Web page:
Wrigley used the same paradigm and differentiated organizations in to
the following
Single business (no diversification)
Dominant business (70-90% of sales coming from one business or
vertically integrated chain)
Related business (diversified in related areas with no one business
accounting for more than 70% of sales)
Unrelated business (diversified in unrelated areas with no one business
accounting for more than 70% of sales)
Acc to Wrigley related and unrelated business strategies were associated
with multi divisional structures, and single business strategies related to
functional structures.
No single structure was found consistently in the dominant business
category
Thus strategy does influence structure
Porter’s Competitive Strategy

1.
2.
3.
Use one of the three which gives you
competitive advantage
Cost
Differentiation
Focus
Porter’s Competitive Strategy: Cost
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Requires the organization to be the cost leader
and not merely one of the contenders for the
position
It includes efficiency of operations
Economies of scale
Technological innovation
Low cost labor
Preferential access to raw material
Porter’s Competitive Strategy:
Differentiation

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Emphasizes high quality
Extraordinary service
Innovative design
Technological capability
Unusual and positive brand image
The key is that the attribute chosen must be
different from those offered by rivals and
significant enough to justify a price premium
that exceeds the cost of differentiation
Porter’s Competitive Strategy: Focus

This approach aims at a competitive advantage
in a narrow segment
Porter’s Competitive Strategies
Competitive
Scope
Broad
Broad
Narrow
Narrow
Competitive
Advantage
Low Cost
Strategy
Example
Low-Cost
Leadership
Dell Computer/
low cost airlines/
Big Bazaar (Future
Gp.)detergent/telecom
services
Uniqueness
Differentiation
Low Cost
Focused Low-Cost
Leadership
Uniqueness
Focused
Differentiation
Starbucks Coffee
Co./Café Coffee
Day/Mocha/
Pantaloon(Future Gp.)
EnterpriseRent-aCar/car for the
common people
fashion & jewellery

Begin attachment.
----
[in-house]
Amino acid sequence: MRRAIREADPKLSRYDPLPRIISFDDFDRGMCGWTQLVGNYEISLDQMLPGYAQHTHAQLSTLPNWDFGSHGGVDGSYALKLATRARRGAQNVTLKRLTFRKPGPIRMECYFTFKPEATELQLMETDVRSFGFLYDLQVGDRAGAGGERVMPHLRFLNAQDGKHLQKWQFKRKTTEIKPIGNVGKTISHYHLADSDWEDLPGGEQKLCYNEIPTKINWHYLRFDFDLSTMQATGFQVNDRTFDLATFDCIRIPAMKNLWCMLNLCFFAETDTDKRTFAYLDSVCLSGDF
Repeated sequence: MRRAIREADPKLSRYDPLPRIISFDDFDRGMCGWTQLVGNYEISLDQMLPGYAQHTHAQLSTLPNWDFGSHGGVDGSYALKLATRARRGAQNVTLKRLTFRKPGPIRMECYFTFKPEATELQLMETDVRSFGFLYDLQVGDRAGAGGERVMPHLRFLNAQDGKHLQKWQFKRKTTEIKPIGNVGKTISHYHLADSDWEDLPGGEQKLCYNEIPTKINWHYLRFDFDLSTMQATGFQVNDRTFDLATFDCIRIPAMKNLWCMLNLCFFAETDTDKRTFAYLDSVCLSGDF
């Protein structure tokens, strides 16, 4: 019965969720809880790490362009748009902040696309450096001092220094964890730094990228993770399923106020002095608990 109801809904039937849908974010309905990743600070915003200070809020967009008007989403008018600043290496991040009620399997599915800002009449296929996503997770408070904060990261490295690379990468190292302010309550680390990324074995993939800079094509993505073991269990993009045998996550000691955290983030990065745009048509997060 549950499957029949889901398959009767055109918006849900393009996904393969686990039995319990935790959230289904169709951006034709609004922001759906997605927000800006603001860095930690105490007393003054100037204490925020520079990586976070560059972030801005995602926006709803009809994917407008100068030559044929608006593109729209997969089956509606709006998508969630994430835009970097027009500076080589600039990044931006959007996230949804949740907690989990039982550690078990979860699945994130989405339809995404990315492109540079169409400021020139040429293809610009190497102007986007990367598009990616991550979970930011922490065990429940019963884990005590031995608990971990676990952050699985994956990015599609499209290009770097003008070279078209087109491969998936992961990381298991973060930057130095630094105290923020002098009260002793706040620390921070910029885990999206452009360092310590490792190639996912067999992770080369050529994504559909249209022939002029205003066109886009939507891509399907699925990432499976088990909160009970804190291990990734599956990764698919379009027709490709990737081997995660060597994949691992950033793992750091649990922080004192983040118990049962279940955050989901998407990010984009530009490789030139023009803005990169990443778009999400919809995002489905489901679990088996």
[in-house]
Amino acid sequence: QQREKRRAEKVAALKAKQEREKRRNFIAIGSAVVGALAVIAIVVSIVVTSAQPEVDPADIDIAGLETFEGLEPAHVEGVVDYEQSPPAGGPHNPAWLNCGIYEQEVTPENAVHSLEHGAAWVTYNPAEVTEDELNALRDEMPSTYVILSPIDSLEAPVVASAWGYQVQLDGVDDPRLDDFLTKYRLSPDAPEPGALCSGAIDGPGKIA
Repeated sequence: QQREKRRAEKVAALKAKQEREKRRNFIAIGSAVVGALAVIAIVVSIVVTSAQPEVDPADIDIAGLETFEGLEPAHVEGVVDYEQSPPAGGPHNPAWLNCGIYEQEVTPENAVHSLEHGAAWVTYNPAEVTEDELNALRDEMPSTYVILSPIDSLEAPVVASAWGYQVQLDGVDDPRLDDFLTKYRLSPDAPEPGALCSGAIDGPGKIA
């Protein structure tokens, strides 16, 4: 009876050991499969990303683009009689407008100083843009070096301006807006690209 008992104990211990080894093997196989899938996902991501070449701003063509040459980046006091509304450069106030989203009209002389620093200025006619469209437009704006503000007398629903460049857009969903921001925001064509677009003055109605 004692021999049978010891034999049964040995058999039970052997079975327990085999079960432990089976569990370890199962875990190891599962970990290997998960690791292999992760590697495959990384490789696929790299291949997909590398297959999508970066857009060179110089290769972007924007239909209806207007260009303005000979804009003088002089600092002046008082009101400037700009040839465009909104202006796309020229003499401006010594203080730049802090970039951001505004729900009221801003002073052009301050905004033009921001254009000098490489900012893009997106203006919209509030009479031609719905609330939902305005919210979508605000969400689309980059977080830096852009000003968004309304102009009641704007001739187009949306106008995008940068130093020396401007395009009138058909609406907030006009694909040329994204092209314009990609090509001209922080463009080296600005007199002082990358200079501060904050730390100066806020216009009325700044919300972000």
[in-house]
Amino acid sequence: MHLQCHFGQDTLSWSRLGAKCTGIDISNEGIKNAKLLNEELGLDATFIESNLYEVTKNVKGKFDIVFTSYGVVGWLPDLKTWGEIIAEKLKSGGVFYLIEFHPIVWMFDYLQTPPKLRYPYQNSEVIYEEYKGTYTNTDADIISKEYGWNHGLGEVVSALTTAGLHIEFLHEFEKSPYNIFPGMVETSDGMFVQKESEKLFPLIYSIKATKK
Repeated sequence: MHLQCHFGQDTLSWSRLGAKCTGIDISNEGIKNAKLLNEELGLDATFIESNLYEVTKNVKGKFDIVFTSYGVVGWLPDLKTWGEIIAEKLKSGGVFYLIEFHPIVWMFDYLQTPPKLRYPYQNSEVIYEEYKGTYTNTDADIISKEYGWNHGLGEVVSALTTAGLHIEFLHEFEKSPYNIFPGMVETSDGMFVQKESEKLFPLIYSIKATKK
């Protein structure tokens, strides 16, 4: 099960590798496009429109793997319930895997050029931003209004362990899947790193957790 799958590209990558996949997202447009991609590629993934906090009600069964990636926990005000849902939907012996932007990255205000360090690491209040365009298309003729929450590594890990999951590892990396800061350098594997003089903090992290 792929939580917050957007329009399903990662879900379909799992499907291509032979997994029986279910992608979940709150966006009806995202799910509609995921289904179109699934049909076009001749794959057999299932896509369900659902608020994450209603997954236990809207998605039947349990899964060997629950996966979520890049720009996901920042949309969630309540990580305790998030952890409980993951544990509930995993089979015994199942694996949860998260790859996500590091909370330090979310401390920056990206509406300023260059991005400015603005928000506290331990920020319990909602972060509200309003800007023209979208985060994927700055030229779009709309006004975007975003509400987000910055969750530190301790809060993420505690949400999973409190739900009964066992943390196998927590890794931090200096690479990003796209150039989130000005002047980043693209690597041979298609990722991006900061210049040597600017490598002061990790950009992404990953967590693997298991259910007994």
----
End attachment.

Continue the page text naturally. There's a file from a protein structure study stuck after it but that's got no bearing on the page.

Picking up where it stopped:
industry/luxury cars
Structural Implications of Porter’s
Model

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Cost Leadership
Structure high in complexity (specialization,
departmentalization, tall structure), high
formalization and centralization
Differentiation Strategy
Structure low in complexity, low formalization,
decentralized decision making.
Miles and Snow’s
Strategy Typology

Prospector
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Values creativity, risk-taking, and innovation
Learning orientation; flexible, fluid, decentralized structure
Strong capability in research
IT sector E.g. Microsoft, Google
Defender

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
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Emphasis on production efficiency, low overhead
Efficiency orientation; centralized authority and tight cost control
Close supervision; little employee empowerment
A manufacturing/assembling plant (Chinese industries)
Miles and Snow’s
Strategy Typology (cont’d)

Analyzer
Balances efficiency and learning; tight cost control with
flexibility and adaptability
 Efficient production for stable product lines; emphasis on
creativity, research, risk-taking for innovation
 FMCG sector
Reactor
 No clear organizational approach; design characteristics
may shift abruptly depending on current needs
 A temporary approach Eg. Xerox in 1970-80s


Organization Design outcomes of
strategy


Strategy:Differentiation
Org. design:Learning Orientation, flexibility,
strong horizontal coordination,emphasis on
R&D,customer intimacy, risk taking
Organization Design outcomes of
strategy


Strategy: Low Cost leadership
Org. Design:efficiency orientation, strong
central authority,tight cost control, standard
operating procedures,efficient procurement &
distribution systems,routine tasks and limited
employee empowerment
Miller
1.
2.
3.
4.


Innovation:
Market differentiation: Miles& Snow’s prospector
strategy
Breadth: product diversification of Chandler
Cost control: Porter’s cost leadership
According to Miller Porter’s differentiation can be
seen as market differentiation and product
differentiation as innovation
Breadth can be achieved by doing more innovation or
by moving in to stable markets
Strategy-Structure Relationship

Structure follows strategy as changing structure
is a slow process